I had the great luck to discover Louisa McCormack’s work in a roundabout way. I had recently discovered Auntie Fashion and of course was fascinated by her glamour and wanted to learn more. I googled around for recent interviews with Simon Doonan and discovered this one by McCormack.
However, when I asked Auntie Fashion if she was in fact Louisa McCormack, Auntie corrected me. She is Prunella Crudsworth, fashion’s most enduring muse. That was that.
This led me to her novel, Six Weeks to Toxic which I purchased new on Amazon.ca.
I liked the cover, which promised risky fashion. Is the girl in the pink tights and mules wearing what appears to be a laser cut ultrasuede skirt? Wow. The book itself was like nothing I’ve ever read. It is not Weisbergerish fashiony chick lit. Nor is it an Atwoodian Toronto fem-literary. McCormack describes it as “chick literary” but you can be sure that all references to Baudelaire fly over my fashion-schooled head.
The descriptions of the outfits, and the beauty products, that these women wear does hit home with me. Critics with literary pretensions may scoff, but I am the kind of reader for which the words “Happy and Herbal Essences” do in fact tell me exactly what kind of woman Bess Grover thinks she is.
The women in the novel are adventurous dressers. I wonder if the novel is a bit of a time capsule for 2001 – I can’t remember, was there really that much velvet being worn back then? I can’t help but think that Auntie Fashion would approve of all the outrageous outfits. McCormack and Auntie Fashion also share a penchant for the word “soupçon”. I had to look it up. It means “a dash” as in a very small amount. Again, McCormack and Auntie Fashion are not the same person. There is a whole continent of separation between their many coincidences.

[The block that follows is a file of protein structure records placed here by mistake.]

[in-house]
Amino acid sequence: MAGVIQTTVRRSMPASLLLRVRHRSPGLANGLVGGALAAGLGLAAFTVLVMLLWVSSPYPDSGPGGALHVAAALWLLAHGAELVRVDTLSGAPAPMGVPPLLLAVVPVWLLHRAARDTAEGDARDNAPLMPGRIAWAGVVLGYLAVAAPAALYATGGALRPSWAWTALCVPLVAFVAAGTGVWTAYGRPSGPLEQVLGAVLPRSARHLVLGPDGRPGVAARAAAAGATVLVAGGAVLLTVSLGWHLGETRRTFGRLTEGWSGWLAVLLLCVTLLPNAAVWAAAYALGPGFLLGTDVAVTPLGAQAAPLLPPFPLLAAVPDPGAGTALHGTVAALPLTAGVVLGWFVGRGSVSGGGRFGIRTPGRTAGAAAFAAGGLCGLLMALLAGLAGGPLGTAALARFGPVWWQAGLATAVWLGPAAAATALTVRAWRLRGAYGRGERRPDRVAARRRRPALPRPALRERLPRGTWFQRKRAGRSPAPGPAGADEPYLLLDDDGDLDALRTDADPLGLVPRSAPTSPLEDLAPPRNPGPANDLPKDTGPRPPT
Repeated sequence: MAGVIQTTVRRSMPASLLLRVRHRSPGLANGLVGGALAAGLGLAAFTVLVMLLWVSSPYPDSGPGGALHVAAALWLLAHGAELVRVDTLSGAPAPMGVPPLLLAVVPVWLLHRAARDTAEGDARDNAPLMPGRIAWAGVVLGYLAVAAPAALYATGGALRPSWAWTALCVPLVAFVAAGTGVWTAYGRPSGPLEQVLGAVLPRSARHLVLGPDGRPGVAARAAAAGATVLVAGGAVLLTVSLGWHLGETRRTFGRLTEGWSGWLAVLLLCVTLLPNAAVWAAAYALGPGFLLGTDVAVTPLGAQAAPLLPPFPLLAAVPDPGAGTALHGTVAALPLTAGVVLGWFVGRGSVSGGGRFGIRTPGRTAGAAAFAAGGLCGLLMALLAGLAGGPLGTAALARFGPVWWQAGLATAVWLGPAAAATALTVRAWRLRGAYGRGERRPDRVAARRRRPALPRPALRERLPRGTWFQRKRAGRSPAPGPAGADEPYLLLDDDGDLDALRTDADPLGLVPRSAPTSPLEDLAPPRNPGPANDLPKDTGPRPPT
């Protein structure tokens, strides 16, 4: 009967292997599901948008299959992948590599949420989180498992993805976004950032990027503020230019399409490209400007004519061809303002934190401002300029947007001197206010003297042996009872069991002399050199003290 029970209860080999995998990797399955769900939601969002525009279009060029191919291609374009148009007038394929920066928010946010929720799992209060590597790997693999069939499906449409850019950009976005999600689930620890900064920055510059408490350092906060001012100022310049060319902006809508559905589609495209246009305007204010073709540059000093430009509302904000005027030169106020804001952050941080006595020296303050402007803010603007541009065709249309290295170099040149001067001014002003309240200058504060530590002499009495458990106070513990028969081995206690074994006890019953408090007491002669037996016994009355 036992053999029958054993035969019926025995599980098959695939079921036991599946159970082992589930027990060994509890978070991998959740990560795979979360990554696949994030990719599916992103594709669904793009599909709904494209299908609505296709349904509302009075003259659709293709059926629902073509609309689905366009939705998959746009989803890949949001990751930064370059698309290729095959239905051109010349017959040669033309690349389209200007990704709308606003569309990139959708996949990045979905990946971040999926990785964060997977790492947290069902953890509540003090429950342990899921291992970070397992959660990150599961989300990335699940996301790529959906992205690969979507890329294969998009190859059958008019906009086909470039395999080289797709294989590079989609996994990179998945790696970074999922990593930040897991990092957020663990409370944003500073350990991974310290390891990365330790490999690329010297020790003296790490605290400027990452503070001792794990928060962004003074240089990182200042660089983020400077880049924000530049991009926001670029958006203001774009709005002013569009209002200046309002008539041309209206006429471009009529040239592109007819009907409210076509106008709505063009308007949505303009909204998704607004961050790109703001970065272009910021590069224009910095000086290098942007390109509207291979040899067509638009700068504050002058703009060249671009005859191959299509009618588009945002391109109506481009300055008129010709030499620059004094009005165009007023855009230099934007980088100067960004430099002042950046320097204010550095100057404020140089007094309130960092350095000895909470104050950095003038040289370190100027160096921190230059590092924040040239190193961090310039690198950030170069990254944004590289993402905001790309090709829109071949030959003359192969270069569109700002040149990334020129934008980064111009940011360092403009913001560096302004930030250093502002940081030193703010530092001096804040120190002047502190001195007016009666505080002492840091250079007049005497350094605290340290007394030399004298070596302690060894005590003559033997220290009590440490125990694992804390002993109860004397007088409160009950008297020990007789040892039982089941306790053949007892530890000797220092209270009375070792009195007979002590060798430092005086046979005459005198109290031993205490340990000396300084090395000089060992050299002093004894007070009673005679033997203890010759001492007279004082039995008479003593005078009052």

I think my lack of experience being 30-something and single kept me from identifying with the characters too closely. All the banter – often witty – made it hard to extract the character’s real feelings from their ironic chatter… a lot like real life in the city I think. We all develop a superficial skin to survive socially and McCormack does a good job of showing that. It takes sensitivity to tone to read the increasing tension between the two leads… and it makes the ending seem very abrupt. Given the excruciating nature of best-friend-breakups, I would have found it satisfying to dig deeper into the character’s discomforts, beyond the dialogue.
Also, sex scenes. I have never read a book with so many detailed sex scenes – and deftly done. Also, Toronto. Yes its snowy streets do play a role in the story without being intrusive or exclusive.
The review? Six Weeks to Toxic is an enjoyable long-weekend read, and you will get extra kicks from it if you have lost a best friend, love your novels liberally peppered with fashion and sex, or have lived in Toronto.